Computational Modeling of Metaphor in Discourse
Metaphor is used as a language resource/tool to better represent one’s point in communication. It can help achieving social goals such as illustrating attitudes indirectly. This thesis aims to understand metaphor from this social perspective in order to capture how metaphor is used in a discourse and identify a broad spectrum of predictors from the discourse context that contribute towards its detection. We build computational models for metaphor detection that adopt the notion of framing in discourse, a well-known approach for conceptualizing discourse processes. I claim that developing computational models based on this view paves the way for metaphor processing at the discourse level such as extended metaphor detection, and ultimately contribute to modeling people’s use of metaphor in interaction.
In order to model metaphor from this social perspective, we begin with corpus studies to observe people’s use of metaphor in three distinct domains where people use different metaphors for different purposes. This foundational work reveals how the layperson conception of metaphor differs from the technical operationalization of linguists from past work. The focus of our subsequent work is on metaphorical language that is recognizable as such by laypersons.
Next, we perform two case studies, which illuminate the value of metaphor detection in discourse, to explore situational factors that affect people’s use of metaphor. The first study investigates inner situational factors. We build logistic regression models to discover whether metaphor usage is influenced by three psychological distress conditions including PTSD, depression, and anxiety. Our annotation scheme allows separating effects on language choices of the three factors: contextual expectations, content of the message, and framing. Separating these factors gives us deeper insight into understanding people’s metaphor choice, and necessitates consideration of these factors in our next studies. The second study examines external situational factors. We investigate the influence of stressful cancer events on people’s use of metaphor. This study verifies the association between the cancer events and metaphor usage, and the effectiveness of the situational factor as a new type of predictor for metaphor detection.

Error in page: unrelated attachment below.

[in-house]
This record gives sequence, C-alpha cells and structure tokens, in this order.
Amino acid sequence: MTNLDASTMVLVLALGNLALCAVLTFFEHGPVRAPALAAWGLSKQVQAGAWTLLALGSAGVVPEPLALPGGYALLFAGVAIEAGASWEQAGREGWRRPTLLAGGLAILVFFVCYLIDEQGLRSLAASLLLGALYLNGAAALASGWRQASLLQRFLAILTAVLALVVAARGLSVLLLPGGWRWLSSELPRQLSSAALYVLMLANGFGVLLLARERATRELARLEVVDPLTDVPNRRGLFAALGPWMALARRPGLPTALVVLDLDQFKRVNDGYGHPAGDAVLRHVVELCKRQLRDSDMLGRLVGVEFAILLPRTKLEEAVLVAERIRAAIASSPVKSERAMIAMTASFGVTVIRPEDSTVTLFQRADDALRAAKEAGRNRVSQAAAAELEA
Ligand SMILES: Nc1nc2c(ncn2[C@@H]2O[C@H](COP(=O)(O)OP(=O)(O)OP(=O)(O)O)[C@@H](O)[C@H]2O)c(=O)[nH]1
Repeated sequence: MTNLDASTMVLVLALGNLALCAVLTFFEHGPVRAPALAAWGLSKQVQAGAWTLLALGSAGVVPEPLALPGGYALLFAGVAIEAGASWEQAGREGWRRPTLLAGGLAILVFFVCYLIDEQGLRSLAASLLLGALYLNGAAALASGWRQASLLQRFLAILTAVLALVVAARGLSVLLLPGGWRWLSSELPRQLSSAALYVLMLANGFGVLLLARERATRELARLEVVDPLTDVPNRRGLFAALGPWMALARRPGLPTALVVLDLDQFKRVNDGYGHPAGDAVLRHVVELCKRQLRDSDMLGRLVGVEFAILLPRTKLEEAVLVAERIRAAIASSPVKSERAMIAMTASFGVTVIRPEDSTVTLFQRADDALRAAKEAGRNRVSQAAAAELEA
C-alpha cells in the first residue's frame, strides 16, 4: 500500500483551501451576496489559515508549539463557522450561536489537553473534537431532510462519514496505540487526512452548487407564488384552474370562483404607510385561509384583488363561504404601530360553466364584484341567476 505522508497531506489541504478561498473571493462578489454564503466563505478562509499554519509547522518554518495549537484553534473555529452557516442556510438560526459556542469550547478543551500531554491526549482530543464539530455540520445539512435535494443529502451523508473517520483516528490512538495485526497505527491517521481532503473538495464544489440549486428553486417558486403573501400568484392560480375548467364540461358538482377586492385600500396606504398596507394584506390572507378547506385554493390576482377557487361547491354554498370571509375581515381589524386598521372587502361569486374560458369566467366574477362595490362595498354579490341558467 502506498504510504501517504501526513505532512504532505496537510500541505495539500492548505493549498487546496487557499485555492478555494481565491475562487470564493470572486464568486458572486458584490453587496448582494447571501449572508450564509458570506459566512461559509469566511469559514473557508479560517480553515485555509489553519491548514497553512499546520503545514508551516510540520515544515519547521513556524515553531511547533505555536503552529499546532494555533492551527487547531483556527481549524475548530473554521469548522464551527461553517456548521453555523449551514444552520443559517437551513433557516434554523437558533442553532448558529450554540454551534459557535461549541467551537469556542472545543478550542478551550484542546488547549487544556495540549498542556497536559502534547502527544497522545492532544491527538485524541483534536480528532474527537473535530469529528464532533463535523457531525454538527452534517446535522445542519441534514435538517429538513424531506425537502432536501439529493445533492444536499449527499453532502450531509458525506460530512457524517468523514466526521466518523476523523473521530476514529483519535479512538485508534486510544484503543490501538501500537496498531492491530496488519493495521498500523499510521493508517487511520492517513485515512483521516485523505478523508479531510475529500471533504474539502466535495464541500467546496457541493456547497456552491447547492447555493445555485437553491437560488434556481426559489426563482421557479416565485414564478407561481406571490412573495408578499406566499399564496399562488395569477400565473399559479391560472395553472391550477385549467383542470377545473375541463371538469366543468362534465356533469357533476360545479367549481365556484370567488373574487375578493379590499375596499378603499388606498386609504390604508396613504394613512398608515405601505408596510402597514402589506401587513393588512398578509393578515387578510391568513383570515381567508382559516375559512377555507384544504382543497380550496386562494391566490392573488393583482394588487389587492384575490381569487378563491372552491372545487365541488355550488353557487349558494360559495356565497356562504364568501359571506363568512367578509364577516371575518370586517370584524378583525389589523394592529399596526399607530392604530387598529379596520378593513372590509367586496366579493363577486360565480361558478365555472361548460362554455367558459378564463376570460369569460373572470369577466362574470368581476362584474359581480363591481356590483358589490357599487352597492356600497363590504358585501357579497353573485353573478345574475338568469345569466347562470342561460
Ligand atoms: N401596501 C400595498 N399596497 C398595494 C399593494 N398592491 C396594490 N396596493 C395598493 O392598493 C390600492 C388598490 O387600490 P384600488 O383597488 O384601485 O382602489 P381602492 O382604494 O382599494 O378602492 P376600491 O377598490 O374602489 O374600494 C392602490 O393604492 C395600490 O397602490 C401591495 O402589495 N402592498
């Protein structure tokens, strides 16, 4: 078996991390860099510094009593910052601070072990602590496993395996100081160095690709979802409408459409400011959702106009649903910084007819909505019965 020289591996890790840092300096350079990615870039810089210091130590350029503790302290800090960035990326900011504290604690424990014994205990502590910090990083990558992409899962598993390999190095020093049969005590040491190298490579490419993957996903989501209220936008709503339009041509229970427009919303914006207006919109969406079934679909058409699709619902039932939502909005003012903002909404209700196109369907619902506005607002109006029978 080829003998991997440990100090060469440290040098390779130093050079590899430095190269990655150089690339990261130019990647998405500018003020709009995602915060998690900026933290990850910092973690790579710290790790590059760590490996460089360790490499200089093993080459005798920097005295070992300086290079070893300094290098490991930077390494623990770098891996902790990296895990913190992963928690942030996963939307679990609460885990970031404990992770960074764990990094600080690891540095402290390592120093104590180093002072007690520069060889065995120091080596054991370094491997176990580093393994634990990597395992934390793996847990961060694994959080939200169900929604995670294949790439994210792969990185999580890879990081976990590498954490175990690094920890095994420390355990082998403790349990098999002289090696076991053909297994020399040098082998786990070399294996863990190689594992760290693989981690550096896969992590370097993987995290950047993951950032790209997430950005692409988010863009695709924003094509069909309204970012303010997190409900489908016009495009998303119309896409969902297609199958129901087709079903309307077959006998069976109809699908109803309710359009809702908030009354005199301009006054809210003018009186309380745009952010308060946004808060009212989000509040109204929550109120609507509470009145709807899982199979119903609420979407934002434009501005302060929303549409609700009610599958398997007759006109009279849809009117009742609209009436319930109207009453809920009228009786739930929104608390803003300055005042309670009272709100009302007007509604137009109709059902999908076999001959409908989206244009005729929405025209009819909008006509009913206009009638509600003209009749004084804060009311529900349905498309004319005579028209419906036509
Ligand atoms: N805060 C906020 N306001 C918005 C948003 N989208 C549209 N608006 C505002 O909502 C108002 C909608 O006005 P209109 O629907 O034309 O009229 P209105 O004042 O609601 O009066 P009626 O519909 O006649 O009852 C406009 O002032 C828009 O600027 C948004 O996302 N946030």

Then, we build computational models for detecting metaphors that can be around related metaphors, not restricted in their syntactic positions. These models find topical patterns by leveraging lexical context, to explore how a metaphorical frame switch is distinguished from a literal one. We design, implement, and evaluate computational models of three kinds: (1) features of frame contrast, which capture lexical contrast around metaphorical frames; (2) features of frame transition, which capture topic transition patterns occurring around metaphorical frames; and (3) features of frame facets, which capture frame facet patterns occurring around metaphorical frames. We demonstrate that these three features in a nonlinear machine learning model are effective in metaphor detection, and discuss the mechanism through which the frame information enables more accurate metaphor detection in discourse.
- Language Technologies Institute
- Doctor of Philosophy (PhD)